Free Press Journal

Most filmmakers including myself have chosen to remain in the closet – Apurva Asrani

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Apurva Asrani one of Bollywood most accomplished film editors responsible for giving that compelling look to some of the most important films of contemporary times including Ram Gopal Varma’s Satya and Hansal Mehta’s Shahid, has now written the script for Hansal Mehta’s highly lauded Aligarh about a real-life professor who was humiliated and sacked for being a homosexual. In this interview Apurva while coming out on his sexuality explains what it means to be gay in India.

First things first, in a country that forbids homosexuality by law, how and why did you think of writing a screenplay on a gay theme?
The ‘gay’ theme came second. The first thing that struck us was the horrible Human Rights violation. A senior academic & poet was stripped off his dignity when some camerapersons broke into his house and filmed him in his private moments without his consent. He was then further humiliated by his university and was forced to fight for his dignity.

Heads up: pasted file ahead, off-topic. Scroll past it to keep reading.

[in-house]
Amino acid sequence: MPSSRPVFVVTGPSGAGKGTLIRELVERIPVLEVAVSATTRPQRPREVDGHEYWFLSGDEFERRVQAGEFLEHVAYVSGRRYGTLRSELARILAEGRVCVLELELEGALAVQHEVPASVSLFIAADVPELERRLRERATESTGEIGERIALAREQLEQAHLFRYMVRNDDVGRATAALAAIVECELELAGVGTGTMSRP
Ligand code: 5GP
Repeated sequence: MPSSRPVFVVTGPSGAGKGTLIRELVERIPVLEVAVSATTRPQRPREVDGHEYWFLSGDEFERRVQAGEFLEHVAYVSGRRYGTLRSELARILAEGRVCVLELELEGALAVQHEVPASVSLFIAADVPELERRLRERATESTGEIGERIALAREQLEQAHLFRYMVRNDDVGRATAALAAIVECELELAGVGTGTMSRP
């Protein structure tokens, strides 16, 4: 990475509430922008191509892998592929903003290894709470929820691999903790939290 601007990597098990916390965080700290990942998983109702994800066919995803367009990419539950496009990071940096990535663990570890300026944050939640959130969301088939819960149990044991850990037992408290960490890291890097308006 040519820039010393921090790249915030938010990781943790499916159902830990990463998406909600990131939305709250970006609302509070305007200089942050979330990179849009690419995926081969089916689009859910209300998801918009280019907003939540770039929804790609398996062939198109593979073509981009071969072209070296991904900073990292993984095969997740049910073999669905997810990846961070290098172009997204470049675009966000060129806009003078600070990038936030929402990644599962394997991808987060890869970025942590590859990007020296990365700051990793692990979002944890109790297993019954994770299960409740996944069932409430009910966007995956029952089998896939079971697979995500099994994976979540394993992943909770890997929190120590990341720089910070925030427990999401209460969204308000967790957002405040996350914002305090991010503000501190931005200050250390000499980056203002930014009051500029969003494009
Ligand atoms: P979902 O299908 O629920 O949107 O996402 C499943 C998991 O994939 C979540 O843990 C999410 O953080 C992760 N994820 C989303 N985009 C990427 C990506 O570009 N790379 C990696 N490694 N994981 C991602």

You seem completely moved by his plight?
The man was 64 years old when this happened and he struggled to find the internal reserves to fight. This could happen to you or me. It can happen to anyone who dares to venture out of these archaic prescriptions of morality. For example, the much discussed law, section 377, is as dangerous for heterosexual couples as it is for homosexuals. As per the law, even kissing or other forms of oral sex make you a criminal in the eyes of the law. It was important to tell this story and highlight the vulnerability of our society.


What attracted you to the real-life incident of the professor in Aligarh?
The fear that this could be me or someone I care for. The alarming realization that I am not safe in my own house, in my own bedroom. This attracted me to the story. Besides, I had been on a news debate in 2010, the day Professor Siras was found dead. The debate questioned whether change in laws and legislature was enough to change homophobic mindset of society. The debate left me with more questions than answers. Then one day, Ishani, a young girl from Delhi sent Hansal an email suggesting he make a film on the professor. Hansal called me and asked if I wanted to write it. I jumped at it.